As for my adoration towards fashion, this came to my sister and me at a very early age from my mother who has always enjoyed a great sense of style. In fact, some of my favorite outfits are vintage pieces that have belonged to my mother. Two in particular that stand out are a vintage skinny Hermes belt from the 1970’s in a style that has been discontinued and a bright blue polka dot Guy Laroche dress from the 1980’s.
My father has installed in both my sister and myself the importance of hard work, creating your own identity and being proud of where you come from. We are lucky to be a multi-national family (my mother is from South Africa) and still have strong roots in Toronto (my paternal grandmother grew up across the street from where my parents live now and my paternal grandfather only grew up a couple blocks away).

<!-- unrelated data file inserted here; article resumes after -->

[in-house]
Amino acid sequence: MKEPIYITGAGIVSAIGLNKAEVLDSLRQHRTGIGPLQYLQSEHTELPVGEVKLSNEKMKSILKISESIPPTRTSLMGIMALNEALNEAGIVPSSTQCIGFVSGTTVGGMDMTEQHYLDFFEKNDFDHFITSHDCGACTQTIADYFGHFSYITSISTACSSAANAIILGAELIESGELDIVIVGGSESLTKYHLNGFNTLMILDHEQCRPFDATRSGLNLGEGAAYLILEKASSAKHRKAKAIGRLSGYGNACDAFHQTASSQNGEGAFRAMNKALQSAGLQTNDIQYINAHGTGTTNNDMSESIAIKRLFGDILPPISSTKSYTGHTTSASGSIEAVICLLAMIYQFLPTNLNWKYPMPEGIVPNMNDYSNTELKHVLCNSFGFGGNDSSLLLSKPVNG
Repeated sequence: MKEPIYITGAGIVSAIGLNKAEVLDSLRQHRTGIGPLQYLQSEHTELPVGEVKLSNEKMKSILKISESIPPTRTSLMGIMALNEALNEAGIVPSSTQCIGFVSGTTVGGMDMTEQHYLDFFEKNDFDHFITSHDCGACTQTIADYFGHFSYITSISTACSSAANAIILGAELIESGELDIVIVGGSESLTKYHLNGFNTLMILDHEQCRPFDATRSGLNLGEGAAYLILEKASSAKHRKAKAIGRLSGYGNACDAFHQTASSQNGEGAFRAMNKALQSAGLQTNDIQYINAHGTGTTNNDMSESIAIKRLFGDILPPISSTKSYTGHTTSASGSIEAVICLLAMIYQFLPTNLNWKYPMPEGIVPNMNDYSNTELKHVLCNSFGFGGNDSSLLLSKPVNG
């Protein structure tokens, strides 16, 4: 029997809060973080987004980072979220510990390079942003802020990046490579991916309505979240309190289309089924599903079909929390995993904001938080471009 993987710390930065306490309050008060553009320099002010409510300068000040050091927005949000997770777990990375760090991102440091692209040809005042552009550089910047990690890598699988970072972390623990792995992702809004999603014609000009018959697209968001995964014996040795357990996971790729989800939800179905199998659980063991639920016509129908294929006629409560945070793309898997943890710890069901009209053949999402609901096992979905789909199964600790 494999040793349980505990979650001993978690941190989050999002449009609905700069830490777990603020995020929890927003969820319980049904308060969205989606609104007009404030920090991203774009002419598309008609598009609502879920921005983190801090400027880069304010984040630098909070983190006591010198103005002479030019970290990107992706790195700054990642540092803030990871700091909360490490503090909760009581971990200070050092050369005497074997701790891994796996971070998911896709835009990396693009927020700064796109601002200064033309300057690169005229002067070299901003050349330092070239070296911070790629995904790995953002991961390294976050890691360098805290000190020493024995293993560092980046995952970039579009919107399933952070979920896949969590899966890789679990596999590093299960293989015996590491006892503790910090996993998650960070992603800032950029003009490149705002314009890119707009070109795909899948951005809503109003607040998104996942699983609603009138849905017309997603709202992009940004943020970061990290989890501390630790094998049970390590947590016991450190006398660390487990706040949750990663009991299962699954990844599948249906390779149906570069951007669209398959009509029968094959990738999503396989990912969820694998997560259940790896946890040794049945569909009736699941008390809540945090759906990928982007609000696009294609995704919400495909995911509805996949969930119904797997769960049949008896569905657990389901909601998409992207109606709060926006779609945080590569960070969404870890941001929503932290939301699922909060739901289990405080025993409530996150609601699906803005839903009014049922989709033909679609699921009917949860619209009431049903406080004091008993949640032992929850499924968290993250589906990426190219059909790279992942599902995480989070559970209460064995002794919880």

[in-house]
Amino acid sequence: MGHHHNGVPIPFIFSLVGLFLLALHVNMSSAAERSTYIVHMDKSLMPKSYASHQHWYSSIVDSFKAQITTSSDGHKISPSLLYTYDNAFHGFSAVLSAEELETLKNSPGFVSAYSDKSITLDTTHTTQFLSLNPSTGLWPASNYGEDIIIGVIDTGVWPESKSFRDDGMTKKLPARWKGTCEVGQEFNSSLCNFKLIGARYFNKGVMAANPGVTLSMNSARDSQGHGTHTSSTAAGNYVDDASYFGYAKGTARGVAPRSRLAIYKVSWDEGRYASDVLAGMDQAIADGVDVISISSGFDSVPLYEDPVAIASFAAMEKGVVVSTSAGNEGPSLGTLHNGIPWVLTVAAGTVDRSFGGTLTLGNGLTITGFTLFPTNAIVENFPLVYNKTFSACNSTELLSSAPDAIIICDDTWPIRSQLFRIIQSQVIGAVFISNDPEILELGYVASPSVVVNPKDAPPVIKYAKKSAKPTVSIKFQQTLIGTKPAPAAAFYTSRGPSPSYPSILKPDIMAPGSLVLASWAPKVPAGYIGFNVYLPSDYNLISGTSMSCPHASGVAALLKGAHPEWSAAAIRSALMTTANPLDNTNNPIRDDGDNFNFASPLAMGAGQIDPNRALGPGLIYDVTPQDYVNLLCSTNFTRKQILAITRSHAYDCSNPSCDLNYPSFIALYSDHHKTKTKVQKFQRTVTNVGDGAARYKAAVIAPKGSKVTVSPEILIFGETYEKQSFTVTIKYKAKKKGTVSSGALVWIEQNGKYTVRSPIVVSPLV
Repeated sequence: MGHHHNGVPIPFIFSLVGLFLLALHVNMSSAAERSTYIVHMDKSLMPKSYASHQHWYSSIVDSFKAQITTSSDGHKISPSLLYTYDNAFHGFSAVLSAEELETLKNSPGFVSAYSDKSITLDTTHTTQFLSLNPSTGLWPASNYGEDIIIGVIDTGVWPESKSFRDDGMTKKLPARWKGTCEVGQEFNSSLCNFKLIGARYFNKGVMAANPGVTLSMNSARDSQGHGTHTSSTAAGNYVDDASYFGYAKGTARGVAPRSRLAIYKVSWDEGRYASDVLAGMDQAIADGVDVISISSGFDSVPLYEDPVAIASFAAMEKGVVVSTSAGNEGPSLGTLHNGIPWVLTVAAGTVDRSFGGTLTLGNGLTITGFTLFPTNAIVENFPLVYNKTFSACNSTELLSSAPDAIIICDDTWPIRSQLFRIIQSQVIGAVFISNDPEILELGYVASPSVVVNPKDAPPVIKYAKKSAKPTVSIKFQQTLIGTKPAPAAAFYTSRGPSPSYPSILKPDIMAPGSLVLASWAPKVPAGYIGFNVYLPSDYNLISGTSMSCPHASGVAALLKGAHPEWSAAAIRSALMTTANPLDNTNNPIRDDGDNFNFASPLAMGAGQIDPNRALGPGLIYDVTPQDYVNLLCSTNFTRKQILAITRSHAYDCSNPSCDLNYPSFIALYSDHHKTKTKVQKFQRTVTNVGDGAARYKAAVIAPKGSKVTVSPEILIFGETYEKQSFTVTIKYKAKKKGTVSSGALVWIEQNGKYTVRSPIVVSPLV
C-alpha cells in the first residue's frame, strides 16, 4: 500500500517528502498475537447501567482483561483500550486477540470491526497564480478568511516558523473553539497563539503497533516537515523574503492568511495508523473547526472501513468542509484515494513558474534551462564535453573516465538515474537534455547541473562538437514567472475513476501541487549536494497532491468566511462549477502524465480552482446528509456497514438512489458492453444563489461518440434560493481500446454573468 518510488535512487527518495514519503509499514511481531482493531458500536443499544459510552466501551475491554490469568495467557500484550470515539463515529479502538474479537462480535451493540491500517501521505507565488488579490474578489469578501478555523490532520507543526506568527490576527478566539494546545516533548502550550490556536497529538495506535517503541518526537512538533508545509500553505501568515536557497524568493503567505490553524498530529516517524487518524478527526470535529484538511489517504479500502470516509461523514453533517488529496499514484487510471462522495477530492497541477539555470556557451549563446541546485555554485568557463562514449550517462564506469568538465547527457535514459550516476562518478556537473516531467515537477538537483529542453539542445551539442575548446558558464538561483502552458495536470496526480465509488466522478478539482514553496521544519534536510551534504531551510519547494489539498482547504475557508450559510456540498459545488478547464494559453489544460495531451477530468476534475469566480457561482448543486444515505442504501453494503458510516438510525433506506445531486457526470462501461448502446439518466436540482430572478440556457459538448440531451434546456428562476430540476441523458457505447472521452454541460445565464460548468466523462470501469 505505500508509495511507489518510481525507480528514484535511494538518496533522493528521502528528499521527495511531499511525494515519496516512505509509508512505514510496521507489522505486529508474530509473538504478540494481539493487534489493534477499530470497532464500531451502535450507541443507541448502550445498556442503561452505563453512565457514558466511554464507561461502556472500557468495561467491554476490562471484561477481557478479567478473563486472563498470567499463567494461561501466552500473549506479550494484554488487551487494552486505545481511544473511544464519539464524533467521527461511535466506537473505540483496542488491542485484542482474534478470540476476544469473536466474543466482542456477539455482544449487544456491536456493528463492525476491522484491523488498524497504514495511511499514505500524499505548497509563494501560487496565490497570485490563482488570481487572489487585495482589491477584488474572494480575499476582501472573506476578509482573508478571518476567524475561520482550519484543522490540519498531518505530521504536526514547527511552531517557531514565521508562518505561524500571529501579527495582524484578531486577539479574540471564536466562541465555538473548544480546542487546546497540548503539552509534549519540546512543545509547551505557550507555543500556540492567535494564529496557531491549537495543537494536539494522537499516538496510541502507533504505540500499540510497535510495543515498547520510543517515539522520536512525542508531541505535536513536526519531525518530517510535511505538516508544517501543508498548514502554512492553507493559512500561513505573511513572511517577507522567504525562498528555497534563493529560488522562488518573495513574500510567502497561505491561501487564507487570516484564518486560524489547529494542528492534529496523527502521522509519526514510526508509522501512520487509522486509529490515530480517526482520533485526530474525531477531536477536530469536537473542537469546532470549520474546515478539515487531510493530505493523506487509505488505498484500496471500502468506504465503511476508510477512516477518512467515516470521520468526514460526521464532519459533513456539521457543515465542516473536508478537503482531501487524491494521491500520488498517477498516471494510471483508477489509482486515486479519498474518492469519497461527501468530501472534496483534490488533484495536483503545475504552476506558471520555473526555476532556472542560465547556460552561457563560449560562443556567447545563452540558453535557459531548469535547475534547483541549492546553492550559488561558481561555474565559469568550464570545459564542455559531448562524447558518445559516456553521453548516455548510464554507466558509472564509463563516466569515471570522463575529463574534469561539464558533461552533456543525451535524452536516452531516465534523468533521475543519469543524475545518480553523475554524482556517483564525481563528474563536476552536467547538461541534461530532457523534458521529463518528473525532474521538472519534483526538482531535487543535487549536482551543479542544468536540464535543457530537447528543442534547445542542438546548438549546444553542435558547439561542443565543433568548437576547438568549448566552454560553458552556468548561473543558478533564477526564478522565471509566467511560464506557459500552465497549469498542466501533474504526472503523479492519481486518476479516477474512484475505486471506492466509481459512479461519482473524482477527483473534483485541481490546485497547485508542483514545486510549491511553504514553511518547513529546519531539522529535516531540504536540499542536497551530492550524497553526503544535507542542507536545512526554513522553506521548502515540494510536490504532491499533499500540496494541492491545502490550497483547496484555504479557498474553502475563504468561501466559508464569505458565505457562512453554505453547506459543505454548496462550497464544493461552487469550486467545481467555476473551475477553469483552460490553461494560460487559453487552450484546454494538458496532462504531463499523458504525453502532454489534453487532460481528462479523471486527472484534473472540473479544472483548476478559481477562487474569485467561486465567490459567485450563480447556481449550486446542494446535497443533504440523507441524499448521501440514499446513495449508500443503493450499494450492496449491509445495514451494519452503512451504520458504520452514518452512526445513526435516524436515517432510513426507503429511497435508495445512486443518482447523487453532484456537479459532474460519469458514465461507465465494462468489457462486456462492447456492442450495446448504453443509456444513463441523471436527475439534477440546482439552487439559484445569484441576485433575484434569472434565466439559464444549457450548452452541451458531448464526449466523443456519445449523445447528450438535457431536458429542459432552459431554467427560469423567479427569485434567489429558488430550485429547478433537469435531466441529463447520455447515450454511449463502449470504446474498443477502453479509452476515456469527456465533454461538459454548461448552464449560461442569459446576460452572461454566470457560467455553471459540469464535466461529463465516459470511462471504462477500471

Congratulations on being included in the Toronto Star’s best dressed list! You are often seen at fashionable events wearing stunning dresses by Canadian designers. Who are some of your favourite designers?
Thank you! It was a huge honour to be asked and I was thrilled to be included in the article alongside such uniquely fashionable Torontonians. I embrace my femininity and enjoy taking my time to get dressed for any event.
My first loves in Canadian fashion are the designers of Mercy. For my graduation from high school we had to wear a white dress. I fell in love with a dress at Holt Renfrew that they had on display and unfortunately it had already been sold. I was thrilled when they agreed to make the dress from scratch for me. I wore it recently to a Wear White for Windfall fundraiser, and nearly a decade later it is still just as stunning and unique. My close second love would have to be Joeffer Caoc. I own a draped taffeta ballskirt that Joeffer debuted in his first collection (when he was still Misura) in L’Oreal Fashion Week, which skyrocketed him to the Canadian fame that he has now. So as you can see my love for Canadian designers has been something that I have been nurturing for a while.